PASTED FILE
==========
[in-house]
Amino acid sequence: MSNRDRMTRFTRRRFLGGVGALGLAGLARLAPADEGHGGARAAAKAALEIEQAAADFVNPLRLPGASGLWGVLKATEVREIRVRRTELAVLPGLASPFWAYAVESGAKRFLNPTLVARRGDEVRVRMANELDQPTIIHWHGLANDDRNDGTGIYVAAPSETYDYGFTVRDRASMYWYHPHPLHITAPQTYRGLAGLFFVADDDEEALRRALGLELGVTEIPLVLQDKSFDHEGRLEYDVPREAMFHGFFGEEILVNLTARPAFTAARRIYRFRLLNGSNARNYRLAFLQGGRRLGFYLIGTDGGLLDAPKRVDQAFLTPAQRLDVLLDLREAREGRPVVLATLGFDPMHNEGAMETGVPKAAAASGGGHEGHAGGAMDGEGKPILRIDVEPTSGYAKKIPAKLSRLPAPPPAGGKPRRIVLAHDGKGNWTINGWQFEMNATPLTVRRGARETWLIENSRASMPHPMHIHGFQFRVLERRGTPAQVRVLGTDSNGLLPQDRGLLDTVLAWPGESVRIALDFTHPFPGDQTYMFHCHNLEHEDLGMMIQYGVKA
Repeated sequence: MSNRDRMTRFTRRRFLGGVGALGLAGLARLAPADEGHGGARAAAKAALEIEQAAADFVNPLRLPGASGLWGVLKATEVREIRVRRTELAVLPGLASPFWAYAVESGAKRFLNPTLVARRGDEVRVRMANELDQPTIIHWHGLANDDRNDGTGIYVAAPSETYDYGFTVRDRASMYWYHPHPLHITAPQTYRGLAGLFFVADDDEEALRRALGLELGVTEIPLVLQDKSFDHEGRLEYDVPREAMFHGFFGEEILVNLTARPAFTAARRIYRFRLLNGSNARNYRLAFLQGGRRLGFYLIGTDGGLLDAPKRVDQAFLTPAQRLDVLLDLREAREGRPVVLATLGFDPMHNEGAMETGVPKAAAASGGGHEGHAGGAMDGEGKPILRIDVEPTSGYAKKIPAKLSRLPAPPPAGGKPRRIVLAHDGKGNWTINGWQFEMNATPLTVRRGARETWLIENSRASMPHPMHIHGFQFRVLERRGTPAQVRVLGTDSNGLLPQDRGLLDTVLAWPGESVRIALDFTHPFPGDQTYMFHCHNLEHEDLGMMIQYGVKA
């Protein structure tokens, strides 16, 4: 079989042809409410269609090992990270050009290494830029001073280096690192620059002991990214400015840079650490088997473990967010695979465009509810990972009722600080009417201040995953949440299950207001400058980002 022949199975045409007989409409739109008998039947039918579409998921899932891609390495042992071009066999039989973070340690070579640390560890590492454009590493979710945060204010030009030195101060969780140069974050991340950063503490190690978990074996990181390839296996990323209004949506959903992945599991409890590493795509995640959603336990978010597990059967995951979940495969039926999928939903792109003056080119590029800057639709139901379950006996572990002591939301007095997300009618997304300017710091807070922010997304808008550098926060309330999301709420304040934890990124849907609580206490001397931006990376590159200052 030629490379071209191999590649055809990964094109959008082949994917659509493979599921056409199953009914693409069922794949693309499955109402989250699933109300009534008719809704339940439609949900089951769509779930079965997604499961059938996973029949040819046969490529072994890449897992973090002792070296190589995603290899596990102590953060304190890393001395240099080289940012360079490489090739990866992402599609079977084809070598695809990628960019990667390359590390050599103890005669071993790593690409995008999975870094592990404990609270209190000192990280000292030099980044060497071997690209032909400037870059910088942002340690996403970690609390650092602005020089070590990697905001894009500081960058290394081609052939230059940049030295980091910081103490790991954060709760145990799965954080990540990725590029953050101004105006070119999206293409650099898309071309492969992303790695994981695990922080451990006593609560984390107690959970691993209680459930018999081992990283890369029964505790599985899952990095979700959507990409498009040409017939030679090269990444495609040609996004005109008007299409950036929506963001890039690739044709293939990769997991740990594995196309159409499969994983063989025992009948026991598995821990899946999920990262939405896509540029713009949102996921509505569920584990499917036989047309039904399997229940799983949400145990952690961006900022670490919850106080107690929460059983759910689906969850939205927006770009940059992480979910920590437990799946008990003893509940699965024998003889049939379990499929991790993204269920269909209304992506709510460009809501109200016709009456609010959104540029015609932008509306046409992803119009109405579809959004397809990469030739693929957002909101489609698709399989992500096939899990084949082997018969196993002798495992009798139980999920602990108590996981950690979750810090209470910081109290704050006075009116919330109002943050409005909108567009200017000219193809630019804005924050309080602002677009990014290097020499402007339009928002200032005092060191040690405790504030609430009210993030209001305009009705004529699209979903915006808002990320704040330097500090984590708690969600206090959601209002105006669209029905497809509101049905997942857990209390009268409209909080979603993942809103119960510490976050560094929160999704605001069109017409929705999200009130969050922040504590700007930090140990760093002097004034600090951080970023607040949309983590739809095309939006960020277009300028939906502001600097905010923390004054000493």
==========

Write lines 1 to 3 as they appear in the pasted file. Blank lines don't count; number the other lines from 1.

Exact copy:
[in-house]
Amino acid sequence: MSNRDRMTRFTRRRFLGGVGALGLAGLARLAPADEGHGGARAAAKAALEIEQAAADFVNPLRLPGASGLWGVLKATEVREIRVRRTELAVLPGLASPFWAYAVESGAKRFLNPTLVARRGDEVRVRMANELDQPTIIHWHGLANDDRNDGTGIYVAAPSETYDYGFTVRDRASMYWYHPHPLHITAPQTYRGLAGLFFVADDDEEALRRALGLELGVTEIPLVLQDKSFDHEGRLEYDVPREAMFHGFFGEEILVNLTARPAFTAARRIYRFRLLNGSNARNYRLAFLQGGRRLGFYLIGTDGGLLDAPKRVDQAFLTPAQRLDVLLDLREAREGRPVVLATLGFDPMHNEGAMETGVPKAAAASGGGHEGHAGGAMDGEGKPILRIDVEPTSGYAKKIPAKLSRLPAPPPAGGKPRRIVLAHDGKGNWTINGWQFEMNATPLTVRRGARETWLIENSRASMPHPMHIHGFQFRVLERRGTPAQVRVLGTDSNGLLPQDRGLLDTVLAWPGESVRIALDFTHPFPGDQTYMFHCHNLEHEDLGMMIQYGVKA
Repeated sequence: MSNRDRMTRFTRRRFLGGVGALGLAGLARLAPADEGHGGARAAAKAALEIEQAAADFVNPLRLPGASGLWGVLKATEVREIRVRRTELAVLPGLASPFWAYAVESGAKRFLNPTLVARRGDEVRVRMANELDQPTIIHWHGLANDDRNDGTGIYVAAPSETYDYGFTVRDRASMYWYHPHPLHITAPQTYRGLAGLFFVADDDEEALRRALGLELGVTEIPLVLQDKSFDHEGRLEYDVPREAMFHGFFGEEILVNLTARPAFTAARRIYRFRLLNGSNARNYRLAFLQGGRRLGFYLIGTDGGLLDAPKRVDQAFLTPAQRLDVLLDLREAREGRPVVLATLGFDPMHNEGAMETGVPKAAAASGGGHEGHAGGAMDGEGKPILRIDVEPTSGYAKKIPAKLSRLPAPPPAGGKPRRIVLAHDGKGNWTINGWQFEMNATPLTVRRGARETWLIENSRASMPHPMHIHGFQFRVLERRGTPAQVRVLGTDSNGLLPQDRGLLDTVLAWPGESVRIALDFTHPFPGDQTYMFHCHNLEHEDLGMMIQYGVKA